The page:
The main body area of the web portion that extends from groove 95 is referenced as midsection 94. Extending outward from each lower side edge of the midsection is a wedge part 96. The wedge parts are preferably mirror images of each other. They include inclined surfaces that terminate at a thickened abutment edge.
The wedge parts engage similarly shaped recessed areas formed in the inner face of housing wall 22. The recessed areas are delineated as lower detent structures 98 and upper detent structures 100. The lower detent structures 98 correspond to the retracted position of the brush and the upper detent structures 100 correspond to the operative position of the brush. The upper detent structures are aligned directly above the lower detent structures a distance equal to the span between the aforementioned operative and retracted positions of the brush.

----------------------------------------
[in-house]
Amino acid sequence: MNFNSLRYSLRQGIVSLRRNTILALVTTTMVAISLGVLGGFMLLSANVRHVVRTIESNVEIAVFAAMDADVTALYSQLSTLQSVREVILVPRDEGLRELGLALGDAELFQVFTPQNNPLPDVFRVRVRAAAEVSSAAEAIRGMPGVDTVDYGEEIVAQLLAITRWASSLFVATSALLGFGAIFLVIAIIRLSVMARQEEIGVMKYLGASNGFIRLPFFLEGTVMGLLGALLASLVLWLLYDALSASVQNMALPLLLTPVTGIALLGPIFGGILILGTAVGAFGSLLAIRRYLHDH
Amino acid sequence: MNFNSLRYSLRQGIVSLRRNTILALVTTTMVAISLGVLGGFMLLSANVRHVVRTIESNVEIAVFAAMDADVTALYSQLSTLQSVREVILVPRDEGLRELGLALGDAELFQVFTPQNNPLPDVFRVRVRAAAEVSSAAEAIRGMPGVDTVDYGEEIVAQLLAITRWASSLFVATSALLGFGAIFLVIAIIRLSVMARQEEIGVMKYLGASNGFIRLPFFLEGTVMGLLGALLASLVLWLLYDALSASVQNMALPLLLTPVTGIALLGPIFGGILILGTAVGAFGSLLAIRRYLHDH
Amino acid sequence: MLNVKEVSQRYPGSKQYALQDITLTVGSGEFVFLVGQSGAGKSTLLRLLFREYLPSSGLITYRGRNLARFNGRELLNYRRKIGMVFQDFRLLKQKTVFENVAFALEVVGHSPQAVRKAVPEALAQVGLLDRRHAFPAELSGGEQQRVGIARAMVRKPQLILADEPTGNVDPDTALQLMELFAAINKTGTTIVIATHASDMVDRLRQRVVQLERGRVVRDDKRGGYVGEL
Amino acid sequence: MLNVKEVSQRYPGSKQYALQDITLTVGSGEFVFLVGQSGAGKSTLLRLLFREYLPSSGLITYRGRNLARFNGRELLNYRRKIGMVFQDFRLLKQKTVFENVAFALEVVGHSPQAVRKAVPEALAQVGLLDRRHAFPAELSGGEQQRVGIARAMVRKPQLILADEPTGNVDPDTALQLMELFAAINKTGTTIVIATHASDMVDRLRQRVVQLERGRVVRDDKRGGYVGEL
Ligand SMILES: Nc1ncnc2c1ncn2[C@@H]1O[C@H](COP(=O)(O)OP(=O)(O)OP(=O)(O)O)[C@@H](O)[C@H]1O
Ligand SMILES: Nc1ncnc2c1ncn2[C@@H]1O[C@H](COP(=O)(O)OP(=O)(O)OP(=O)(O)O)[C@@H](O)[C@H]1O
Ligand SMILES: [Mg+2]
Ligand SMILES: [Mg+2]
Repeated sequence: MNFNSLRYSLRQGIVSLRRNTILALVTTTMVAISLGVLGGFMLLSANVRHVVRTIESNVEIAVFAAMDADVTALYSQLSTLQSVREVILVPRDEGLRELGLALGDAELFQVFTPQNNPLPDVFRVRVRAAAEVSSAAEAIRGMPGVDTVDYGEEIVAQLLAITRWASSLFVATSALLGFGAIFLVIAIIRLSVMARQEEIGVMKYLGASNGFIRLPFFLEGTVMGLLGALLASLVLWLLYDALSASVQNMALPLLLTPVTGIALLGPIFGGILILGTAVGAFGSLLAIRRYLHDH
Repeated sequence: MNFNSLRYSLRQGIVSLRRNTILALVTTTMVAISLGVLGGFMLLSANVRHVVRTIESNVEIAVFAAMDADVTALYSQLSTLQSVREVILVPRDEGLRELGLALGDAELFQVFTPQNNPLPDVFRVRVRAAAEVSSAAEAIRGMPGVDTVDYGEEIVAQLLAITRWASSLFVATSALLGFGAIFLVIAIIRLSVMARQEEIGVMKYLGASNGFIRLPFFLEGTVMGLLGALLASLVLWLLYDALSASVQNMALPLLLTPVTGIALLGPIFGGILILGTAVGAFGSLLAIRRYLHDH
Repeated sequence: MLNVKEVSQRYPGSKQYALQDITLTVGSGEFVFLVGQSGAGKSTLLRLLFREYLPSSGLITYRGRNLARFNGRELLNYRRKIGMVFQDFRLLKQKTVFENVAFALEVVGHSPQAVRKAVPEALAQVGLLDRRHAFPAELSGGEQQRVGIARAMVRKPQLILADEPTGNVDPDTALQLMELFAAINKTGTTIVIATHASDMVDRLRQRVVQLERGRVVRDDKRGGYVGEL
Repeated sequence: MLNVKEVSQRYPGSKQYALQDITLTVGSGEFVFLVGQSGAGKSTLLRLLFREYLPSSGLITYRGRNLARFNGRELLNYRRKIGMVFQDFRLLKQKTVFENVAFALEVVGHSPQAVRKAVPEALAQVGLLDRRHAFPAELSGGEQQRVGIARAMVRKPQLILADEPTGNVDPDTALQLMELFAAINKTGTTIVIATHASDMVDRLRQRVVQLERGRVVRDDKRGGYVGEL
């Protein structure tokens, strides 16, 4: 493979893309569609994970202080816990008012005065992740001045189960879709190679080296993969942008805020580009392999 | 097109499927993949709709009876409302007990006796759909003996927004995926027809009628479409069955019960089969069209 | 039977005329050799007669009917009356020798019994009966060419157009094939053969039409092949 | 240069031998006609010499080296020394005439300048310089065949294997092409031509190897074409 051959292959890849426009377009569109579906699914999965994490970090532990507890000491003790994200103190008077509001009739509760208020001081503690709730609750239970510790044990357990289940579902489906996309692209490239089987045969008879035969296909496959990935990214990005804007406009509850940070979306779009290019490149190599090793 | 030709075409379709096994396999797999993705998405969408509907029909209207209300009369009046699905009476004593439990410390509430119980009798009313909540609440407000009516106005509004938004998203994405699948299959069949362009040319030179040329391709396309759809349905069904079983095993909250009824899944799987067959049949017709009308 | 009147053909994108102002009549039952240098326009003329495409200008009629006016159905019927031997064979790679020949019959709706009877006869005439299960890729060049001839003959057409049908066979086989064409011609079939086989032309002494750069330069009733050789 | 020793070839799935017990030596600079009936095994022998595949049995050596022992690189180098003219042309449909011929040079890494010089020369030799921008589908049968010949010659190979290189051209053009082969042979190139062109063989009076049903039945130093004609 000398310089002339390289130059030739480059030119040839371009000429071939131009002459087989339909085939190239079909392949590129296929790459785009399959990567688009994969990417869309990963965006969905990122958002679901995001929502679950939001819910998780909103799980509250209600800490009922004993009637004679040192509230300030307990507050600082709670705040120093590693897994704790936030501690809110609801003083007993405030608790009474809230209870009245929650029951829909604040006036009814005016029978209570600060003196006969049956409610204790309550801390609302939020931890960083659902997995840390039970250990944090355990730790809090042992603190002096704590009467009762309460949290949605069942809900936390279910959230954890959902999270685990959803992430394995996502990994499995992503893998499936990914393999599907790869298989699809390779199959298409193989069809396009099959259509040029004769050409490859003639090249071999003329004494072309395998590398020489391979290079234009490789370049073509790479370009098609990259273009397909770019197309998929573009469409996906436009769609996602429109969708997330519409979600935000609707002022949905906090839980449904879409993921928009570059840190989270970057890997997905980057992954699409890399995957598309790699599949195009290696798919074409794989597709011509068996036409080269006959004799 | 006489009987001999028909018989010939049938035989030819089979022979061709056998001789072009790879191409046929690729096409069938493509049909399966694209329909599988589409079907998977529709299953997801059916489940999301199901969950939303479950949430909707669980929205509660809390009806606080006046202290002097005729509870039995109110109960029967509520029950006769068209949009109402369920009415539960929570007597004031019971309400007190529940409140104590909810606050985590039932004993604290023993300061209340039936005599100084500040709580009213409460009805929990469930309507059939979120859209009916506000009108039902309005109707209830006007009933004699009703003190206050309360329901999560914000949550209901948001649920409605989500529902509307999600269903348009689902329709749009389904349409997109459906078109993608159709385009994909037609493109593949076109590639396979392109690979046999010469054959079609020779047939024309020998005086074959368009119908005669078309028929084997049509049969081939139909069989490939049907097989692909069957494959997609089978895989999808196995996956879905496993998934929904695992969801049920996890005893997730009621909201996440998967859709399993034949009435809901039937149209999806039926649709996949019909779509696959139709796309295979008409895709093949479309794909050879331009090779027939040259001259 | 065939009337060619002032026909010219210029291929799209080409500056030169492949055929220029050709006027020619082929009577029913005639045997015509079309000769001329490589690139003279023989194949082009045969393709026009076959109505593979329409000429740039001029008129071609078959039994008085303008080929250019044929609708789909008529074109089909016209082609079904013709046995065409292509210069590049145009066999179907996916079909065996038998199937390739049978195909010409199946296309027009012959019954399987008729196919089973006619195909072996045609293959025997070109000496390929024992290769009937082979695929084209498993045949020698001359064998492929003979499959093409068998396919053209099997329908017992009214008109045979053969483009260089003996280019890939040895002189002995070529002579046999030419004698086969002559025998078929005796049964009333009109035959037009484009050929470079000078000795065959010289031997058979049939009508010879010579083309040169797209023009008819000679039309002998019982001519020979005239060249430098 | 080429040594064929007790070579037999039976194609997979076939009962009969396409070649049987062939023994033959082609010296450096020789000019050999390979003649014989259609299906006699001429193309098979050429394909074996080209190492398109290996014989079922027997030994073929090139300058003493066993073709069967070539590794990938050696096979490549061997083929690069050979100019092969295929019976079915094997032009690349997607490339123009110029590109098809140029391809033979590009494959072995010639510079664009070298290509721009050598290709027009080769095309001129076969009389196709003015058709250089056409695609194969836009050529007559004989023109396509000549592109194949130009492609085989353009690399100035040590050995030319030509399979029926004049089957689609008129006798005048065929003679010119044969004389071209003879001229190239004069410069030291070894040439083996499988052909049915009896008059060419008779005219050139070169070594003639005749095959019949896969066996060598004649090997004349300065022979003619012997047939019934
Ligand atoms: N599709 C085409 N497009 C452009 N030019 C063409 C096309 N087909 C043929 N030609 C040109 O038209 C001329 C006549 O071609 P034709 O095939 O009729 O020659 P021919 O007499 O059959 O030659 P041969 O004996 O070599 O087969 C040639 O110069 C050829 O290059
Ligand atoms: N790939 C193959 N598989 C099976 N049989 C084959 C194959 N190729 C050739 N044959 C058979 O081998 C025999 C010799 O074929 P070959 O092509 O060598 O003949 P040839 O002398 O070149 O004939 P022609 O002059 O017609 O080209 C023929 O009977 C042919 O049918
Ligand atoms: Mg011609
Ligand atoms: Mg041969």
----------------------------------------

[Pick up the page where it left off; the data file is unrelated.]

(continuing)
As shown in FIGS. 12-14, rib 80 extends outwardly from midsection 94. Therefore, a user can depress the web portion by pressing against the rib to release the wedge parts from engagement with the detent structures. As depicted in FIG. 17, downward and forward pressure against the rib in the direction of arrow E will result in disengagement from lower detent structures 98 and outward movement of the brush. Outward movement will stop when either the guide posts engage the lower-most part of the guide openings or the rib engages the upper-most edge of actuation opening 82. This outward location corresponds to the brush operative position. Subsequently, the user can release pressure against the rib and allow the wedge parts to engage corresponding upper detent structures 100 as shown in FIG. 18. As so engaged, the brush may be utilized in a conventional manner whereby the housing functions as the brush handle. This attribute greatly enhances grasping and manipulation of the brush.